[tpm] Usage Based Billing - What you should know..

daniel at benoy.name daniel at benoy.name
Mon Jan 31 16:20:17 PST 2011

 Peak hour usage does require infrastructure improvements, which 
 requires money which is best taken from the heaviest users.

 Charging per gig is not the answer, though.  A file sharer who pushes 
 50k upload at all times throughout a month will do about 130GB of 
 traffic per month.  Even though that's a trivial amount of bandwidth, it 
 still results in a massive charge.  On the other hand, someone who 
 watches netflix every day at peak hours might use only 30GB in the same 
 month, but would put a much bigger strain on the network than the 50k 
 file sharer.

 The billing method of '95th percentile' is what's most often used in 
 bigger backbone connections (fiber lan extensions and the like) takes 
 the bits per second of every given time period in a month, shave off the 
 top 5 percent, and charges you based on that.  That way you're charged 
 based on your speed usage, rather than your total transfer.  (And 
 shaving off the top five percent prevents you from being charged lots 
 just because you max out your connection for short times to download a 
 file here or there)  This billing method, while not perfect, is a much 
 better way of representing a user's actual cost to the infrastructure of 
 the network, since it's likely that their peak usage times will match up 
 to the provider's peak usage times.

 Also, I think the push by Bell/Rogers to charge UBB rates to third 
 party ISPs is just an attempt to harm their competitors ability to do 
 business, rather than trying to get a fair rate for network usage.  Bell 
 could have said 'Third party providers, we'll charge you a reasonable 
 95th percentile to cover the cost to our network, and it's up to you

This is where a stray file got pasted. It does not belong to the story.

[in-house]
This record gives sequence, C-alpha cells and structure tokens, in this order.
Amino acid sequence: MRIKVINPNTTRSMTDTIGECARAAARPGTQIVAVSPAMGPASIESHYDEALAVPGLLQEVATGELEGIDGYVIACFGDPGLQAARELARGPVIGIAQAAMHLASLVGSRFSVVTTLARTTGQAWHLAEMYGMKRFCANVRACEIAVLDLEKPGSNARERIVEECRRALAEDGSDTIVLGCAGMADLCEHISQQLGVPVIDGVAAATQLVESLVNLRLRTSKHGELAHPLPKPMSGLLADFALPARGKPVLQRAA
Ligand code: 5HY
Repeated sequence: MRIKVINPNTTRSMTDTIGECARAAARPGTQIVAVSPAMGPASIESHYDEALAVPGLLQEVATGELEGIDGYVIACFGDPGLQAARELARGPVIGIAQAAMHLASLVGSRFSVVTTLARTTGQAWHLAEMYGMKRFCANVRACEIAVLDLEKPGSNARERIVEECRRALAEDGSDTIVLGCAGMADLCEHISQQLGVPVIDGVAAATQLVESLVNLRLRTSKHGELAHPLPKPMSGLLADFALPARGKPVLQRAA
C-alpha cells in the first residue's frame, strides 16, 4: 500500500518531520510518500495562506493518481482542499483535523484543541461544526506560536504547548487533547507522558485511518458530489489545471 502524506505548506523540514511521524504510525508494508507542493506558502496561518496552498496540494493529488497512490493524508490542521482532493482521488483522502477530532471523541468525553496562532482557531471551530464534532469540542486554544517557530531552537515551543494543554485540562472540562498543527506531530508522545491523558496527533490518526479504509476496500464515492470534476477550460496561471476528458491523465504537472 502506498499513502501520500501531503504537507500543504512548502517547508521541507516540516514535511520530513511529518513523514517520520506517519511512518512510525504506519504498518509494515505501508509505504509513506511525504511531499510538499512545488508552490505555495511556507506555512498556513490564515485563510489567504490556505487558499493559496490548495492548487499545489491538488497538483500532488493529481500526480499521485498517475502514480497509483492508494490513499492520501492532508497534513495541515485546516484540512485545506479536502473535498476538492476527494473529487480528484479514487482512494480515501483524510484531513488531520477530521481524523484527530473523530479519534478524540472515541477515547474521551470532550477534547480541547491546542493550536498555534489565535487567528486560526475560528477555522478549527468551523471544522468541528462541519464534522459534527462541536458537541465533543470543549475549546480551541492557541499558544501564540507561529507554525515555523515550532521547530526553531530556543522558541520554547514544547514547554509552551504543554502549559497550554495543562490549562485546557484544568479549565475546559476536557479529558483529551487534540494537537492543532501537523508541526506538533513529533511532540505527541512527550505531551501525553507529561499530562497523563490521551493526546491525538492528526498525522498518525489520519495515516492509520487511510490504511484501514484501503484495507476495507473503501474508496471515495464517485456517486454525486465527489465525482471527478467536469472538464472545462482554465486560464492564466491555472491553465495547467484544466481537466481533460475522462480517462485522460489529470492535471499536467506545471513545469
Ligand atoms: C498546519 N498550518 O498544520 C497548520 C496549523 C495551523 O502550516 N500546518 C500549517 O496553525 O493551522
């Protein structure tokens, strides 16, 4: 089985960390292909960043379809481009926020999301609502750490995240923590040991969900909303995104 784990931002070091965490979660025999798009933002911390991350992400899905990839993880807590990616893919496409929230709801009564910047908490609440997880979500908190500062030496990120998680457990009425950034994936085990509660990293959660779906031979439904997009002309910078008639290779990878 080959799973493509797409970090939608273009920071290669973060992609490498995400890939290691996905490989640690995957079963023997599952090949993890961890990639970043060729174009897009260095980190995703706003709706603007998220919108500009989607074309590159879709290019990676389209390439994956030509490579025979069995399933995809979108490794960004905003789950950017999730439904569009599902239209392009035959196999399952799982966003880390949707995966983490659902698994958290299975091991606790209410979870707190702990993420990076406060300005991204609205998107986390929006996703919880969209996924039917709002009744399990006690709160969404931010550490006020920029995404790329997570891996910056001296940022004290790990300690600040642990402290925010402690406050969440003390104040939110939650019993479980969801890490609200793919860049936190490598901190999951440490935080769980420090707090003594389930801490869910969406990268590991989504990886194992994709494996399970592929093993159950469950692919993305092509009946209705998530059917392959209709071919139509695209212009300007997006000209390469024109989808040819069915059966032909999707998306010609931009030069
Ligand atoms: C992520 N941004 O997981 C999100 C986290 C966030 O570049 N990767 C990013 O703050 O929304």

whether you want to pay for that by charging UBB to your customers, or 
 give them unlimited access and pay with their subscription fees.' but 
 instead they're taking their own exorbitant UBB rates and charging 
 wholesalers 75% of that, giving them no recourse but to pass on the 
 costs in the same f'dup way that Bell and Rogers do things.

 On Mon, 31 Jan 2011 16:36:14 -0500, Jim Graham wrote:
> Water, electricity and natural gas are scarce resources. If I use
> some unit of electricity, water or gas, you are prevented from using
> it. That is not the case with Gb of "download" units. I download a
> copy of a file, you download a copy of the same file.
> There's some argument that infrastructure needs capacity to allow for
> more or larger downloads. However, the rates being set by Bell (and
> eyed by Rogers and Shaw) are completely out of whack with their 
> actual
> costs. The monopoly granted to Bell early in the telephone era is
> supposed to be offset by the CRTC; they are supposed to look out for
> consumers in this case. Unfortunately, they rolled over and screwed
> us.
> - Jim
> On 2011-01-31, at 4:22 PM [ Jan31], Neil Watson wrote:
>> The last mile monopoly in Canada is certainly a problem.  However, 
>> the
>> idea of usage billing is not a bad one.  It works for water, 
>> electricity
>> and natural gas.
>> --
>> Neil Watson
>> Linux/UNIX Consultant
>> http://watson-wilson.ca
>> _______________________________________________
>> toronto-pm mailing list
>> toronto-pm at pm.org
>> http://mail.pm.org/mailman/listinfo/toronto-pm
> _______________________________________________
> toronto-pm mailing list
> toronto-pm at pm.org
> http://mail.pm.org/mailman/listinfo/toronto-pm

More information about the toronto-pm mailing list